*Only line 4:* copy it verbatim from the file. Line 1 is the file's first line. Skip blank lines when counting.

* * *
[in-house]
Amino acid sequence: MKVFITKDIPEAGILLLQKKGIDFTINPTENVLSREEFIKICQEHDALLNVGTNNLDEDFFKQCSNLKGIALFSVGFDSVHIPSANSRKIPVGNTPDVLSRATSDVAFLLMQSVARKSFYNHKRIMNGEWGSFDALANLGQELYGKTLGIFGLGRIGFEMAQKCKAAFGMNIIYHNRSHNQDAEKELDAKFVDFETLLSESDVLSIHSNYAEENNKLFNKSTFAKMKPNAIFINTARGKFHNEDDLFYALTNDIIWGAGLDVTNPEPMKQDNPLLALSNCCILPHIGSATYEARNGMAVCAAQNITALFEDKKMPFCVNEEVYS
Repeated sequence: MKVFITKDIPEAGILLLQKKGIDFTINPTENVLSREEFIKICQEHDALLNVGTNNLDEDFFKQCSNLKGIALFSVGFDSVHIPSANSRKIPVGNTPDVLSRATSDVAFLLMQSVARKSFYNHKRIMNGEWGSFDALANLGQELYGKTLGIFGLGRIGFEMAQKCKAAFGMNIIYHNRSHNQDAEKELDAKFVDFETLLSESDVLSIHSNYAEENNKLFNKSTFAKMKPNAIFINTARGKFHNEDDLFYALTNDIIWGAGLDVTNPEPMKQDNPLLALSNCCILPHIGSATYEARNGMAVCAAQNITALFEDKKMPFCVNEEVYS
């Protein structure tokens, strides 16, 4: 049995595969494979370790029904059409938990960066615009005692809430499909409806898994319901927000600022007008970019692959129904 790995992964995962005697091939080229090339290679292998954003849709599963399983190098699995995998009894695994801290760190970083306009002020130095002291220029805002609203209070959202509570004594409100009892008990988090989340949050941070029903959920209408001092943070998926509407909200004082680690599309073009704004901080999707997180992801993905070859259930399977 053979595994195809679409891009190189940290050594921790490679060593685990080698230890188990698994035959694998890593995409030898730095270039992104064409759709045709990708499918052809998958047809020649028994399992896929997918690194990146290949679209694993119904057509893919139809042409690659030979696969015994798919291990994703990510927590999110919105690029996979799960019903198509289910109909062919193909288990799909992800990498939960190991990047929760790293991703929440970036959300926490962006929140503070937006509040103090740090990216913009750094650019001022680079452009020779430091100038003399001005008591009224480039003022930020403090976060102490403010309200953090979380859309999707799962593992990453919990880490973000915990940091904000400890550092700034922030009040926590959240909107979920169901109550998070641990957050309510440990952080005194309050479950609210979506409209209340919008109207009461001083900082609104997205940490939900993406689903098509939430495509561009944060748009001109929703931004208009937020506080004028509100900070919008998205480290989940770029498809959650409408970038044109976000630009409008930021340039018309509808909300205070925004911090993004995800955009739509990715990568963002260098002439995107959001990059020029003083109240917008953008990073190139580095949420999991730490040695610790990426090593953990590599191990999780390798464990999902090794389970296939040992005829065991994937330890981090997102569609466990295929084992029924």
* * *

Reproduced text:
């Protein structure tokens, strides 16, 4: 049995595969494979370790029904059409938990960066615009005692809430499909409806898994319901927000600022007008970019692959129904 790995992964995962005697091939080229090339290679292998954003849709599963399983190098699995995998009894695994801290760190970083306009002020130095002291220029805002609203209070959202509570004594409100009892008990988090989340949050941070029903959920209408001092943070998926509407909200004082680690599309073009704004901080999707997180992801993905070859259930399977 053979595994195809679409891009190189940290050594921790490679060593685990080698230890188990698994035959694998890593995409030898730095270039992104064409759709045709990708499918052809998958047809020649028994399992896929997918690194990146290949679209694993119904057509893919139809042409690659030979696969015994798919291990994703990510927590999110919105690029996979799960019903198509289910109909062919193909288990799909992800990498939960190991990047929760790293991703929440970036959300926490962006929140503070937006509040103090740090990216913009750094650019001022680079452009020779430091100038003399001005008591009224480039003022930020403090976060102490403010309200953090979380859309999707799962593992990453919990880490973000915990940091904000400890550092700034922030009040926590959240909107979920169901109550998070641990957050309510440990952080005194309050479950609210979506409209209340919008109207009461001083900082609104997205940490939900993406689903098509939430495509561009944060748009001109929703931004208009937020506080004028509100900070919008998205480290989940770029498809959650409408970038044109976000630009409008930021340039018309509808909300205070925004911090993004995800955009739509990715990568963002260098002439995107959001990059020029003083109240917008953008990073190139580095949420999991730490040695610790990426090593953990590599191990999780390798464990999902090794389970296939040992005829065991994937330890981090997102569609466990295929084992029924």